Texas has many tourist attractions, but one of the most valuable is right above our heads every night. As skies grow more light polluted in cities, many people yearn for a night under the stars away from the lights. Many parents want to show their children the Milky Way and the constellations that they remember from their youth. Unnecessary nighttime light puts Texas at risk of losing its dark sky and natural nighttime environment; however, places designated as dark sky areas – where the stars truly are big and bright – are drawing increasing numbers of visitors.
Forbes Magazine and USA Today have called attention to astro tourism as the “next big thing” in tourism and Texas is well positioned for accommodating those interested in the night sky. From planetariums and observatories to star parties and dark sky places and events, there are numerous opportunities to enjoy the night sky while also learning about the importance of preserving the state’s dark skies.
Various parks, historic sites, conservation organizations, International Dark Sky Communities such as Dripping Springs, and the Greater Big Bend International Dark Sky Reserve are leading the way in stargazing and preserving the night sky. Today, there are 21 designated International Dark Sky Places in Texas.
Interest in dark sky preservation has seen a huge swell of support with the aid of media attention and new dark sky certified areas. Because of excessive lighting 80% of the people in the United States can no longer see our own galaxy of stars, the Milky Way. The mission of the International Dark Sky Association is to promote the use of better lighting to help restore our view of the nighttime sky, while improving the safety and well-being of both people and wildlife.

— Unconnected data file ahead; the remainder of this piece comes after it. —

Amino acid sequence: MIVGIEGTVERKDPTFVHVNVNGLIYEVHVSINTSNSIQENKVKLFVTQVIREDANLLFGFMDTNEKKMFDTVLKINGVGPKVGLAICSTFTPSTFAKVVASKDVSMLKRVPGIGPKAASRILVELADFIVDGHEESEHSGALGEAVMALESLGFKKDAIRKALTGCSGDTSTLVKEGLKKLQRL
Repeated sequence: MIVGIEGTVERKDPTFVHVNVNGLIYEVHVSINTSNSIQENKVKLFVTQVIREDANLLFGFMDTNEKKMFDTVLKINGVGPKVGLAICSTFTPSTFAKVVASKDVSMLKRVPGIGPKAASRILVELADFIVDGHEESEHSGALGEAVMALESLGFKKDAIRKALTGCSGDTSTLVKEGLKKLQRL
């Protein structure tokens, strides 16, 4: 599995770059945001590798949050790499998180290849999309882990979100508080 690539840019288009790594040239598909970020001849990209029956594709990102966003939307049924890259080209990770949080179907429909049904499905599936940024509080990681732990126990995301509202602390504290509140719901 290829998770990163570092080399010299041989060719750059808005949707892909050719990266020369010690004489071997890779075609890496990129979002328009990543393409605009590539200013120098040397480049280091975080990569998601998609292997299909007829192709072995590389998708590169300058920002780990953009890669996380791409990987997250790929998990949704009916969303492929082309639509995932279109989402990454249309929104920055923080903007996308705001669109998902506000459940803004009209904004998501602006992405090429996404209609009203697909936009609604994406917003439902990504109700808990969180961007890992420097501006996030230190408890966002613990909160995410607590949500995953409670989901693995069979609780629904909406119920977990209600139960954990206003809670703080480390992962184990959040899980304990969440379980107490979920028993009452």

The International Dark Sky Association defines light pollution as “the inappropriate or excessive use of artificial light.” Light pollution affects wildlife, the environment, the health of all Texans, and our ability to find awe in the natural night. Cindy Luingo Cassidy, DarkSky Texas President, states, “To protect land or water, you have to protect the living things that sustain both. In order to protect those living things, you must protect them from man-made light. All living things need darkness.”
As the official state chapter of the International Dark Sky Association, DarkSky Texas assists interested parties in becoming a designated dark sky place. Keep Texas Beautiful, Scenic Texas, Texan By Nature and Hill Country Alliance now have programs addressing the issue of light pollution.
Every property that embraces dark sky practices makes a difference. DarkSky Texas offers the inexpensive and popular “BE A STAR” Award that rewards landowners who contribute to conservation efforts by protecting the night sky. The program encourages landowners to evaluate their outdoor lighting and use lighting that eliminates glare, light trespass, and other forms of light pollution while at the same time helping landowners see better on their property. (For more info visit DarkSkyTexas.org.)
Audubon Texas has introduced a successful “Lights Out, Texas” campaign that has been embraced by numerous others including former First Lady Laura Bush’s conservation organization Texan By Nature. Each year during fall and spring migrations, nearly two billion birds travel through Texas navigating with the night sky. However, as they pass over metropolitan areas, they can become disoriented by bright artificial lights and skyglow which often causes the birds to collide with buildings or windows.
Originally launched in 2017 by Houston Audubon, the main objective of Lights Out, Texas is to reduce migratory bird mortality by increasing statewide participation of cities and building owners to turn off non-essential lights. It’s especially important to turn off non-essential lights from 11 pm to 6 am during the fall and spring migration periods.
Now get outside on a dark night (no moon is the best) and check out the most amazing free show on the planet. And do your best to help keep those Texas stars at night big and bright!